Community outdoor library in memory of Rabbi Isaac Goss z”l enriches historic Jerusalem neighbourhood

The new Talpiot-Arnona street library

The historic neighbourhood of Talpiot-Arnona in the south of Jerusalem celebrated its centenary this year.

Situated on a promontory overlooking the city and the Dead Sea, Talpiot-Arnona was built in the 1920s by architect Richard Kauffman as an upscale garden suburb.

It attracted intellectual and cultural icons, becoming home to the likes of Joseph Klausner, historian and professor remembered for creating the Encyclopedia Hebraica; Eliezer Ben-Yehuda, often seen as the driving force behind the modernisation of the Hebrew language; and Shmuel Yosef (Shai) Agnon, father of modern Hebrew literature and winner of the 1966 Nobel prize for literature.

Architect Michelle Frankel, who made aliya from Johannesburg in 1993, and has lived in Talpiot for some years, recounts that three years ago, “There was this group of volunteers that became interested in doing something for the neighbourhood… We needed a library, a street library.”

“Every year the irya (municipality) gives a modest grant to neighbourhood projects and initiatives, through an organisation called Placemaking. Anyone can write a proposal and apply. My friend Tzippi Moss came up with the idea to make a street library, because after all Talpiot was well-known as a place where many intellectuals and writers had lived, and still do. We had the idea to ‘brand’ our neighbourhood as the neighbourhood of the book.”

“So we wrote a proposal, and were given money with which to build the first library. We wanted to make it out of old books, so we ran a campaign for people to donate books that would not likely be used again. It functioned well and exceeded all our expectations. At the time there were a few street libraries built in Jerusalem, but ours in particular became a hub in the neighbourhood and was very well used.”

Frankel continues, “The neighbourhood volunteer group had been aware of the fact that our old library had to be replaced. We threw around a couple of ideas, pretty half-heartedly. Nothing was happening, so I took the initiative by asking my friend and ex-business partner Lewis Levin if he would be interested. I had been mulling over this idea for some time, knowing that he had designed the Johannesburg Holocaust and Genocide Centre, with donations and community involvement; and also that he specialised in sculptural metal structures.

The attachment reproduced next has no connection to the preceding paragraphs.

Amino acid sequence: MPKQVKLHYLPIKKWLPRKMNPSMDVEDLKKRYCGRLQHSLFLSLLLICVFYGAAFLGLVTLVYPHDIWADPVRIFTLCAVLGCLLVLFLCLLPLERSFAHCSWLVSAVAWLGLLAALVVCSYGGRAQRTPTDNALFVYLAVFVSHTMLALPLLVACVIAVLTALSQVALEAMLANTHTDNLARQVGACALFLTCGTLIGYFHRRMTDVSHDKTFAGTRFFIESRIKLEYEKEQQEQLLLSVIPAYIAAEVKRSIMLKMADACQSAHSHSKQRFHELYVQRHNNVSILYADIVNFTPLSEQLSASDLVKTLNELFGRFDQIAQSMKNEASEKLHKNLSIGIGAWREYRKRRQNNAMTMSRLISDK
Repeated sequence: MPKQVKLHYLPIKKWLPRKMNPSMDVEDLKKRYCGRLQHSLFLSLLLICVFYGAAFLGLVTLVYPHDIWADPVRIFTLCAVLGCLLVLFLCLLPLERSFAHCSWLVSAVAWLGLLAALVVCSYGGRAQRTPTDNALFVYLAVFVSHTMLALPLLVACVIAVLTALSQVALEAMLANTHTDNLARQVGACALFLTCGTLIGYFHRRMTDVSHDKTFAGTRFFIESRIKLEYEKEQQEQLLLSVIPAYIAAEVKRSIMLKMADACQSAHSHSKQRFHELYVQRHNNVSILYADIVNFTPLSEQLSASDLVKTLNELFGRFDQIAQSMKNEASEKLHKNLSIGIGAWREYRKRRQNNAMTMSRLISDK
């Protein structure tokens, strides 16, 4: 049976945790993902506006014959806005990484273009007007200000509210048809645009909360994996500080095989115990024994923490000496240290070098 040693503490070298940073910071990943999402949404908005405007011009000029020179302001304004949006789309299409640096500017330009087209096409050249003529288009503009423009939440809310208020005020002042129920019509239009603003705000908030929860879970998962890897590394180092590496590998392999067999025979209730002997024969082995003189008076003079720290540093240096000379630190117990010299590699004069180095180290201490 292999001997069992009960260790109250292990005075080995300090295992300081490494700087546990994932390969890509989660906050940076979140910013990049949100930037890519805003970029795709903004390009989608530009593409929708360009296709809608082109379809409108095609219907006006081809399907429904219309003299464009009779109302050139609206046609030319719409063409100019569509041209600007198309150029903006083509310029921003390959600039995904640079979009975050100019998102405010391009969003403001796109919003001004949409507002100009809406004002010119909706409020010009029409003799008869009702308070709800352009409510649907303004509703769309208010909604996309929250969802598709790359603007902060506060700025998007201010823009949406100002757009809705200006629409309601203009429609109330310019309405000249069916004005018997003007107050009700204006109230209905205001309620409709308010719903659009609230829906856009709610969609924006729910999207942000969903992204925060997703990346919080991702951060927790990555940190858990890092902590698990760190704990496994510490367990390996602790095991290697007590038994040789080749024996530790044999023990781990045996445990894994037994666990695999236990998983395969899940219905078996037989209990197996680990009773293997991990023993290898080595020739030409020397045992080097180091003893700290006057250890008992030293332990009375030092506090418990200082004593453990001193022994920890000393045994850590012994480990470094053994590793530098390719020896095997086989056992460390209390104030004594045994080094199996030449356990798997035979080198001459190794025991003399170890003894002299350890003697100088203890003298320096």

“When I was in The Netherlands (where he lives), I mentioned it to him. He was interested and so I brought him to see the existing library, introduced him to everyone and brought him on board.”

We applied again — this time with Lewis on board. We sent a proposal to Placemaking, broadening the scope of what we wanted to do, and offering to supplement the grant with fundraising.

Lewis came up with the idea of making this library a tribute to his former teacher, Johannesburg educator and visionary, the late Rabbi Isaac Goss, who invented the ‘day school’ movement in the 30s and 40s. Rabbi Goss believed that Jews should have a national/religious education — day-school — and that they should be well-versed in their knowledge of Jewish culture, texts and religion, while still receiving a well-rounded western education. He is famously quoted as follows: ‘If you only know about Judaism, then you do not even know about Judaism.’

Through his education, Levin credits Goss with “bringing Agnon and Klausner and Ben-Yehuda to South Africa,” making this architectural project one of nostalgia and great personal significance.

After contact with a group of South Africans who were looking for a way to memorialise Rabbi Goss, and by contacting his son, funding was secured and the project became a reality.

A particular interest in fabrication and sustainability informed the design, which comprises modular components made of renewable and durable materials such as bamboo, steel and anodised aluminium. These parts were fabricated in South Africa, making use of the expertise, technological capabilities, affordability and access to materials that exist here. They were then shipped to Israel where they were assembled on site in time for the official opening that formed part of the neighbourhood’s centenary celebrations.

The library has become a vibrant centre for community involvement, acting as a meeting point for people to come and read, drink coffee, socialise, hold arts and craft activities, concerts, talks, and birthday parties. Day-to-day maintenance is provided by locals who demonstrate their sense of ownership by showing up unbidden to clean glass, sweep floors and tidy and organise the books every day.

Frankel says, “We have made a setting for things to happen… It was designed with the geometry around this tree so that you can sit there and feel like you’re in an outside space. I want to see how this is going to develop organically. How do people inhabit the space? What do they do? That’s up to the community. One of the main ideas of doing a ‘kit of parts’ was to develop a durable model that could be replicated elsewhere, especially in neighbourhoods that are less privileged. I have an actual specific social agenda with this because I think literacy and reading are such a central part of who we are.”

This project was made possible with the help of donors Bridget Sherman, Colin Schachat, Monty Hilkovitz, David Goss, Leon Welcher, David Friedland, Mark Todes and Lewis Levin. (There was also a community initiative to raise money locally). Thanks also to Donovan Dymond, George Williams of Woodspec, and Andy Page of Moso Bamboo.

Photos by Shai HaLevi. Find out more about the Talpiot-Arnona street library facebook page • Michelle Frankel: website and instagram • Lewis Levin: instagram

• Published in the PDF edition of the October 2021 issue – Click here to get it.

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